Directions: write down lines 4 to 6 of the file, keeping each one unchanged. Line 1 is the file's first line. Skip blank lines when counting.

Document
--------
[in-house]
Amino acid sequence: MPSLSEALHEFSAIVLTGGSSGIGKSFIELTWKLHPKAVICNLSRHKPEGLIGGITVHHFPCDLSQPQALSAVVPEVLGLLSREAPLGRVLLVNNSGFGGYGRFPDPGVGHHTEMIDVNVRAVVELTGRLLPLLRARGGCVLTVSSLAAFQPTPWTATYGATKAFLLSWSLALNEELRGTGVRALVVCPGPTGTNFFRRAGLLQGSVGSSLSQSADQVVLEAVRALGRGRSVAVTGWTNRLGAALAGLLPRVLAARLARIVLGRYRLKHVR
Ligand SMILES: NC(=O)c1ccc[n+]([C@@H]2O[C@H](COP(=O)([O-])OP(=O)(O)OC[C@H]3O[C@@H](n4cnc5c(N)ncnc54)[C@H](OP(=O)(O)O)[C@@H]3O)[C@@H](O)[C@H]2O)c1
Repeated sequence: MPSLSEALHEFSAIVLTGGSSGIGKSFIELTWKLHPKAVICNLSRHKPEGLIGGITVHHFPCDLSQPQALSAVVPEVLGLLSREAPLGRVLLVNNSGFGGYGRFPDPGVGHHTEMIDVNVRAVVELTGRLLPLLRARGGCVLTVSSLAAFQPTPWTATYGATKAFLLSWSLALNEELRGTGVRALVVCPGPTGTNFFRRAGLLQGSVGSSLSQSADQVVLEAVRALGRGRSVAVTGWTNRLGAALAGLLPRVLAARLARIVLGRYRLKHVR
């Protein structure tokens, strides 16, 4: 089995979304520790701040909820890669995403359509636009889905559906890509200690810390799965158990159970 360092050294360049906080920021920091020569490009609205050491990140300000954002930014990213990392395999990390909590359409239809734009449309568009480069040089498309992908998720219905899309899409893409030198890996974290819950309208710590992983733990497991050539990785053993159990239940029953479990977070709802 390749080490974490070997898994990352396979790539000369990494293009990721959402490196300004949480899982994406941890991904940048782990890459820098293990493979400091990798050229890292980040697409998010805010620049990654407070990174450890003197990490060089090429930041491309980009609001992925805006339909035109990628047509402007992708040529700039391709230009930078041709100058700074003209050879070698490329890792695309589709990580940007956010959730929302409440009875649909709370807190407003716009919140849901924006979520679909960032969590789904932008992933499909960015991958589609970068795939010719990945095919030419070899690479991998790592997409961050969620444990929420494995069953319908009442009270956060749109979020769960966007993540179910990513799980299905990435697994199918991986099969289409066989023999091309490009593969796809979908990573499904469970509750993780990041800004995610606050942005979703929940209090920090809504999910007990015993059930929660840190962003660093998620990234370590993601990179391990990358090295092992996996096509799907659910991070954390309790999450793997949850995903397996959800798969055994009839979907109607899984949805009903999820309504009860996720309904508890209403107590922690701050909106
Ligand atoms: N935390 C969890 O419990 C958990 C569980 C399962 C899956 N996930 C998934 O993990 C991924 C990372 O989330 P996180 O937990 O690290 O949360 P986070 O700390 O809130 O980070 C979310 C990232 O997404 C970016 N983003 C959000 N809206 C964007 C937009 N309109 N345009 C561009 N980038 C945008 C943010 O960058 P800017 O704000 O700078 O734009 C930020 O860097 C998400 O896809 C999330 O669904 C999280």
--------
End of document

Repeated sequence: MPSLSEALHEFSAIVLTGGSSGIGKSFIELTWKLHPKAVICNLSRHKPEGLIGGITVHHFPCDLSQPQALSAVVPEVLGLLSREAPLGRVLLVNNSGFGGYGRFPDPGVGHHTEMIDVNVRAVVELTGRLLPLLRARGGCVLTVSSLAAFQPTPWTATYGATKAFLLSWSLALNEELRGTGVRALVVCPGPTGTNFFRRAGLLQGSVGSSLSQSADQVVLEAVRALGRGRSVAVTGWTNRLGAALAGLLPRVLAARLARIVLGRYRLKHVR
């Protein structure tokens, strides 16, 4: 089995979304520790701040909820890669995403359509636009889905559906890509200690810390799965158990159970 360092050294360049906080920021920091020569490009609205050491990140300000954002930014990213990392395999990390909590359409239809734009449309568009480069040089498309992908998720219905899309899409893409030198890996974290819950309208710590992983733990497991050539990785053993159990239940029953479990977070709802 390749080490974490070997898994990352396979790539000369990494293009990721959402490196300004949480899982994406941890991904940048782990890459820098293990493979400091990798050229890292980040697409998010805010620049990654407070990174450890003197990490060089090429930041491309980009609001992925805006339909035109990628047509402007992708040529700039391709230009930078041709100058700074003209050879070698490329890792695309589709990580940007956010959730929302409440009875649909709370807190407003716009919140849901924006979520679909960032969590789904932008992933499909960015991958589609970068795939010719990945095919030419070899690479991998790592997409961050969620444990929420494995069953319908009442009270956060749109979020769960966007993540179910990513799980299905990435697994199918991986099969289409066989023999091309490009593969796809979908990573499904469970509750993780990041800004995610606050942005979703929940209090920090809504999910007990015993059930929660840190962003660093998620990234370590993601990179391990990358090295092992996996096509799907659910991070954390309790999450793997949850995903397996959800798969055994009839979907109607899984949805009903999820309504009860996720309904508890209403107590922690701050909106
Ligand atoms: N935390 C969890 O419990 C958990 C569980 C399962 C899956 N996930 C998934 O993990 C991924 C990372 O989330 P996180 O937990 O690290 O949360 P986070 O700390 O809130 O980070 C979310 C990232 O997404 C970016 N983003 C959000 N809206 C964007 C937009 N309109 N345009 C561009 N980038 C945008 C943010 O960058 P800017 O704000 O700078 O734009 C930020 O860097 C998400 O896809 C999330 O669904 C999280």